Ultimately, the information required on a lab report is whatever your teacher, professor, lab supervisor, or research advisor expects to see, and you should always follow their guidelines. The lab report serves two purposes - it is a thorough record of what you did, and a template that will allow you or others to repeat the experiment again later. That said, some components that can be included are more important than others in achieving these goals. Below you will find components of a lab report, grouped by importance. The names of the components are not important, and it is possible to group or separate the contents of each in different manners.
The purpose is an initial statement that describes why you are doing what you are doing and what you hope to achieve. This does not need to be a lengthy statement, usually a sentence or two will suffice. The purpose is necessary to give the reader a clue to what/why you were doing this experiment. Without a purpose, you might as well have been randomly throwing chemicals together.
Materials & Equipment
Always thoroughly document what chemicals and equipment were used in your experiments. Having this information available is not only important when trying to repeat an experiment; it can also be useful in tracking down what happened when an experiment did not work. (Was a particular chemical expired or contaminated? Was a particular piece of equipment performing properly?)
Thorough documentation would require that you record enough information to track down the exact materials that you used, and to reflect that you checked to make sure they were okay for use.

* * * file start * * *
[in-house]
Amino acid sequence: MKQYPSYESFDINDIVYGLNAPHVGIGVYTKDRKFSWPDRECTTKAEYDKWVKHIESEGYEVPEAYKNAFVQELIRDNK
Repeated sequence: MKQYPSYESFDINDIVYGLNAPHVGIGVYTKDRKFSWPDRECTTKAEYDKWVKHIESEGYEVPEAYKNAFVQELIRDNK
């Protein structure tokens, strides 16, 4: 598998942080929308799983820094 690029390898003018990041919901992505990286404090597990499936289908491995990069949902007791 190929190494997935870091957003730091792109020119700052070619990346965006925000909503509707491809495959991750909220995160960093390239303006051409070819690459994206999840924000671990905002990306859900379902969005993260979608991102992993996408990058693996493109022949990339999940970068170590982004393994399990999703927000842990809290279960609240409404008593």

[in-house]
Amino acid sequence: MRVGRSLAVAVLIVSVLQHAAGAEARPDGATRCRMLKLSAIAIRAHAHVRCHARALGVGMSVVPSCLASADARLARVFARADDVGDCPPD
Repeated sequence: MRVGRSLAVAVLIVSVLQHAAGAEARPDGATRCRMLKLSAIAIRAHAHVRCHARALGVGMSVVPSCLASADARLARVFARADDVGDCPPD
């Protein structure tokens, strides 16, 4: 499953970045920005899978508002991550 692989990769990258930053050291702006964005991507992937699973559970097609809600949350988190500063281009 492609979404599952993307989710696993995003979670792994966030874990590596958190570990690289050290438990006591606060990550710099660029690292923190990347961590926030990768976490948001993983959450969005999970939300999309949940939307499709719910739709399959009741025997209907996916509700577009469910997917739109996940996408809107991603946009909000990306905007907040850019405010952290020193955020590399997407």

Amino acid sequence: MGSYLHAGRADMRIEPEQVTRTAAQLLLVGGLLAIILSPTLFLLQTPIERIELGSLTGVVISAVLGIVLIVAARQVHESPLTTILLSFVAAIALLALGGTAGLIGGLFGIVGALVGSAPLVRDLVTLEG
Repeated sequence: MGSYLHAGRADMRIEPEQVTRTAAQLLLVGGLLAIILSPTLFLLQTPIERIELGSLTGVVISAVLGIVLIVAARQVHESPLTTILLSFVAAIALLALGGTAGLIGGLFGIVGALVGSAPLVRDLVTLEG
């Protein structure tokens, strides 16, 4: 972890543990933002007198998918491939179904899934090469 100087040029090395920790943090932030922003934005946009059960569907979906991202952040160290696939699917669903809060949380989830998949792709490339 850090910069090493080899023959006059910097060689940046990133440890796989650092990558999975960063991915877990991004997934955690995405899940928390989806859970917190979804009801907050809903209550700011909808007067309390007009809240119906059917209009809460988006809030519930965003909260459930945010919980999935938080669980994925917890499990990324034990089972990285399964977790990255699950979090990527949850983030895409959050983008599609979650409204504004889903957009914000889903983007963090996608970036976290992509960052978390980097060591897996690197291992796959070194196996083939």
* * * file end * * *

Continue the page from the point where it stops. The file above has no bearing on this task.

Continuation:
For chemicals, you would record not only the name of the chemical, but who made it, the lot number, and the expiration date.
For instruments, you might indicate which piece of equipment was used, when it was last calibrated, when it is next due for calibration, and any work you did to get it ready for use.
For glassware, make sure to record sizes and types, and if your set-up is anything out of the ordinary (a fancy distillation, for instance) it is highly useful to sketch the set-up.
The only way to be able to know what you did is if you record every step. This can be tedious at times, but it is crucial. It may seem obvious that when you diluted a solution, you also mixed it thoroughly, but looking back from a month later, you're unlikely to know if you did mix it, and if so whether you did it by stirring for five minutes, shaking for an hour, or just inverting it a couple times. An experimenter can't be sure of repeating the experiment if all the details aren't provided. If you make a habit of recording each step as you do it, the job isn't so daunting as if you try to write it down from memory after the fact. You should not try to write it out beforehand, as you never know what changes circumstances may require. It is okay to write an intended procedure out beforehand, but if you do, be sure to thoroughly note anything that you do differently in actuality.
Data & Results